Friday, January 23, 2009

Playing hooky...

All work and no play make Diane something something. Boy has the day off from school and has graciously consented to go to a movie with me (despite there not being any action movies or Will Ferrell comedies in the theaters), so I need to spend my computer time writing assignments, not blogging. So in addition to playing a little hooky from work, I'm playing hooky from the blog, too.

Besides, I haven't seen a movie in 2009 yet, and I'd like to see more than one of the five films nominated for Oscar's Best Picture nominees. Maybe I can get a future blog post out of it.

Thursday, January 22, 2009

Confessions of a Knitwit

The first step to overcoming a problem is admitting you have one, right? Well, I'm not so sure I really have a problem. Really, I'm just being productive. Keeping my hands busy. I can stop at any time. [Looks down at photo.]

Sigh. Hi everyone. My name is Diane and I'm addicted to knitting scarves.

Can you really blame me? Yarn is so colorful and shinee. Yarn is soo soft and fuzzee. Yarn is so cheap: I can make a scarf for under $10, and often under $5. And scarves are so easy to make. Unlike the sweater I started two (three? four?) years ago that is only half-finished, scarves require no thought, no row counting, no planning. Just knit knit knit (and occasionally purl purl purl) and before you know it, I have a scarf. (Or sometimes you have the scarf. I often get too much yarn and make an extra or two.)

It started simply: I thought it would be nice to have a maize-and-blue scarf to wear to Michigan football games, especially the really cold ones in November. I bought some feathery yarn—feather/fluff/chunks mean you can use big needles and thus fewer stitches—and voila! Matching M scarves for my mom and me. I picked up a couple of ombre patterns (the changing colors mean you get a multicolored scarf without fussing with changing yarn), and I was off! I'm particularly susceptible to clearance yarn: the scarf on the far left was only $1 a skein, and one skein was enough for a scarf. Well, after a bit of reknitting. I have been known to unravel everything and start over, changing the pattern or size. With my most recent addition, the extremely soft blue scarf fourth from the left, I used almost the entire 100g skein before deciding it was too short and I should start over with fewer stitches. So what if I ripped up all that work—I got to reknit the whole thing!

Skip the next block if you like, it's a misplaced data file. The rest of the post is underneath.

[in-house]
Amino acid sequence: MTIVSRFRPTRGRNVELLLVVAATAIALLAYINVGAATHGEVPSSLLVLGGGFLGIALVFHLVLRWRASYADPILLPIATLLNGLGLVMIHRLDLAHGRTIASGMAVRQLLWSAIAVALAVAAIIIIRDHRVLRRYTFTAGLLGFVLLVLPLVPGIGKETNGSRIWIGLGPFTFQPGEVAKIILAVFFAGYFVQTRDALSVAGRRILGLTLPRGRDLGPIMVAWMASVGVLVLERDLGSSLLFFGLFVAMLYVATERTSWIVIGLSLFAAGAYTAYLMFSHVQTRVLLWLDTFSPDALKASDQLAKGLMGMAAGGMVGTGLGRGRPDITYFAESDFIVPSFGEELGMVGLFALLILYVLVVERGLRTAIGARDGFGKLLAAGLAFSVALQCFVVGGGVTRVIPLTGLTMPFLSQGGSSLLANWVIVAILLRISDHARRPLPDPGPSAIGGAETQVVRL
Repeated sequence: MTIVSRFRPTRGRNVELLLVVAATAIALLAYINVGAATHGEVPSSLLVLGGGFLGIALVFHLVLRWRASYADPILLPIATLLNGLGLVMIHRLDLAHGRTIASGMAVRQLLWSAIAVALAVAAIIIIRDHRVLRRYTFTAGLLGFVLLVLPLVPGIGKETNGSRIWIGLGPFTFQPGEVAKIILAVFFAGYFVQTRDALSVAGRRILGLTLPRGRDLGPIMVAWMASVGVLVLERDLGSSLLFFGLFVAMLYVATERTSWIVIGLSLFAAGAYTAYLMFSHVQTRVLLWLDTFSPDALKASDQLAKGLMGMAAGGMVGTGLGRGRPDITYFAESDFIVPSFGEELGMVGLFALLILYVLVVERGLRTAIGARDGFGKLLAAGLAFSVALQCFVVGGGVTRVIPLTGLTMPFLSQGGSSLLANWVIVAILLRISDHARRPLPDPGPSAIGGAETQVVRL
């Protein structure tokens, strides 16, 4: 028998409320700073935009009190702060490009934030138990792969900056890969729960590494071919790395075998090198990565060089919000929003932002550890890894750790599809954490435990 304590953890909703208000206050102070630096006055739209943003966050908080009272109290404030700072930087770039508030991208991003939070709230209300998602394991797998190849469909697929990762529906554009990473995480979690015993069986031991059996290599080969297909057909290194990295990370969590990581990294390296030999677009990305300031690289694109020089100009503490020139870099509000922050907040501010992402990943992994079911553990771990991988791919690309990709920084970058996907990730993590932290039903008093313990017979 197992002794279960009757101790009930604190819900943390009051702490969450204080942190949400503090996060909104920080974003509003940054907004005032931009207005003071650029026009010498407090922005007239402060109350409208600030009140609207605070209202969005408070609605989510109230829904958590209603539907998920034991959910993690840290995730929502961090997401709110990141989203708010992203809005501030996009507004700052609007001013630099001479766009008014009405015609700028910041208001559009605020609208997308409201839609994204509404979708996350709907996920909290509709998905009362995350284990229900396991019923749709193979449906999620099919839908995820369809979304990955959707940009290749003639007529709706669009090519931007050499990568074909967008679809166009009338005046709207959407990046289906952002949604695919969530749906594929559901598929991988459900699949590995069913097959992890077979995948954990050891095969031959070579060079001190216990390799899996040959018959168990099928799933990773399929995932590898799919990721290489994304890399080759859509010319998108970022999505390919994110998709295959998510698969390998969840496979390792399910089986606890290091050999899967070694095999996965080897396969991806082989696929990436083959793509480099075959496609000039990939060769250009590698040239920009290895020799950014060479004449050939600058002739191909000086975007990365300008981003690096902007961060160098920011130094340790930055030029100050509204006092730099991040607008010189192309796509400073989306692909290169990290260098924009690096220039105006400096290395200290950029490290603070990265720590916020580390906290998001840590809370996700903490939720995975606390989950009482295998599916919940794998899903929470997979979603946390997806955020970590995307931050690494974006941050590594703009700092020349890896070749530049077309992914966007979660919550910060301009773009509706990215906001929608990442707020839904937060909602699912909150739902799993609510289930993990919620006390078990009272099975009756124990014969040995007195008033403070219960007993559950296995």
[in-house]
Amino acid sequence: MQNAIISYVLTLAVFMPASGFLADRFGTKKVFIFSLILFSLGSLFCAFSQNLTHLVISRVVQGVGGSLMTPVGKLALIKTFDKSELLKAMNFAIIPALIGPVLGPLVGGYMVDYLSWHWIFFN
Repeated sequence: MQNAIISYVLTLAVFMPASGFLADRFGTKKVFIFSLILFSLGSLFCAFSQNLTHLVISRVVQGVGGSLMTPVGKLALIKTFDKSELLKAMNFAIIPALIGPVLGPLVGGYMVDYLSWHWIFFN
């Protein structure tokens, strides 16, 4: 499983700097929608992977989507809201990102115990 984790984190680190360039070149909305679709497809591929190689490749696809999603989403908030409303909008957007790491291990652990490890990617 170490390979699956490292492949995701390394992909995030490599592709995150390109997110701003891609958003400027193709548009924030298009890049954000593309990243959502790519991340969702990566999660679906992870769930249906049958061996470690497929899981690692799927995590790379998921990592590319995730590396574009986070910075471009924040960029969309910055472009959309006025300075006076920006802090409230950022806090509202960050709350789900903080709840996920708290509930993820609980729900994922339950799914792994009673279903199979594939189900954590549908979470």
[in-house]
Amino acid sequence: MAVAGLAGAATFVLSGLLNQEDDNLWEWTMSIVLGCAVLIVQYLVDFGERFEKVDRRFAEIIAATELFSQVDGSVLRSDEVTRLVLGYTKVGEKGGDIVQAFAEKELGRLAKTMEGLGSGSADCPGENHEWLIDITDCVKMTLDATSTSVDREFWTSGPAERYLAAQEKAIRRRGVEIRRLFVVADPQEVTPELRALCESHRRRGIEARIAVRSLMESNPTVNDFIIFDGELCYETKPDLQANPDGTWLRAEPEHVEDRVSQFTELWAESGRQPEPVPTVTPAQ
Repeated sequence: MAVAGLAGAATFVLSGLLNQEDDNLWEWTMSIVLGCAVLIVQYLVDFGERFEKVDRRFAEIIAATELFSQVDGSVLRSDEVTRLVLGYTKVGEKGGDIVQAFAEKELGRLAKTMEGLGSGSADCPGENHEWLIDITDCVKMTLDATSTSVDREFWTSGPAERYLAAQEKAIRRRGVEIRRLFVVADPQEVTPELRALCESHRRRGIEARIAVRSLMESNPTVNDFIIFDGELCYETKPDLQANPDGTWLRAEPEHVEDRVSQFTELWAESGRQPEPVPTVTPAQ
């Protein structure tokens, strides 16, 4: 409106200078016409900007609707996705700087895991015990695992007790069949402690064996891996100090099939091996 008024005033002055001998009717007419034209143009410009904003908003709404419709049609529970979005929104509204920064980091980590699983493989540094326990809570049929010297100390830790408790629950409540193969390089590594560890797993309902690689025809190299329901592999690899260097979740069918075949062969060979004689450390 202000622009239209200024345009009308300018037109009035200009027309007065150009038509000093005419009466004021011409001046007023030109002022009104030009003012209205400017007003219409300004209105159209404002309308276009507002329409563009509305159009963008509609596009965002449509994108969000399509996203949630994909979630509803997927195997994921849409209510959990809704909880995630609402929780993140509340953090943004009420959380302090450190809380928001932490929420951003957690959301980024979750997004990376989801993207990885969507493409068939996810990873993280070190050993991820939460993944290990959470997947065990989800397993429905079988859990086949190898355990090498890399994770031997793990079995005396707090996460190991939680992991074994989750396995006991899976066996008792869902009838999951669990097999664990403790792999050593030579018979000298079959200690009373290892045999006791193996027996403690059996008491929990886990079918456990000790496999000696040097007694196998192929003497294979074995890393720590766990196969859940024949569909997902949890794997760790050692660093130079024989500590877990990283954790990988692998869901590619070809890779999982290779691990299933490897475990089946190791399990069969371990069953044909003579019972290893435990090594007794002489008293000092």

It's fun! It's cheap! It's pretty! So don't tell me I have a problem. At least not if you want me to knit you a scarf.

Tuesday, January 20, 2009

The Word Nerd Sez: I is for ...


I haven't been able to escape this word for the past week, and certainly not today. It's understandable; a lot of people, myself included, are excited about the new president finally taking office. Then there are the crowds! The speeches! The ball gowns! What's really piqued my interest, though, is the etymology! Hearing the word over and over made me wonder: does it mean anything that inauguration contains the word augur* in it?

After perusing the dictionary for a while, my hunch was confirmed: inauguration is from the Latin inauguratus, meaning to practice or consecrate through augury. For those of you who aren't geeks for Roman mythology and culture like I am, an augur was a diviner, someone who purported to tell the future by reading omens. Sometimes those omens were found the flight of birds, or by looking at patterns made by casting animal entrails on the ground. Some speculate that the word "augur" itself comes from the Latin avis, meaning bird. Most linguists, however, think the evidence indicates the origin is from the Latin aug-, meaning to increase or augment.

I find it fascinating that the word we use to describe the ceremonial induction of the president is related to an ancient pagan ceremony. As I read further on the subject, the augur's role wasn't really to foretell the future, but to indicate whether a decision already made would find favor with the gods. I guess that's not too different from how our democracy works. We decide who should best represent us in the government, and then pray like hell they'll do the right thing. Hopefully our new president, with the help of the Congress and even ordinary people like us, will win Fortune's favor in the coming four years. We sure could use it.

*Not to be confused with the word auger, a tool for boring holes, which derives from the Old English word for spear.

Monday, January 19, 2009

Photo of the Week--1/12/09

Here's the last of my Antarctica photos for a while (I have plenty of cold and snow around me, I don't need any more reminders). This is an iceberg floating in the waters off the Antarctic Peninsula. One of our excursion was a boat tour among the icebergs, where we saw several varieties of seals sunning themselves. We also saw lovely colors and formations in the ice itself, and I love all the blues in this photo.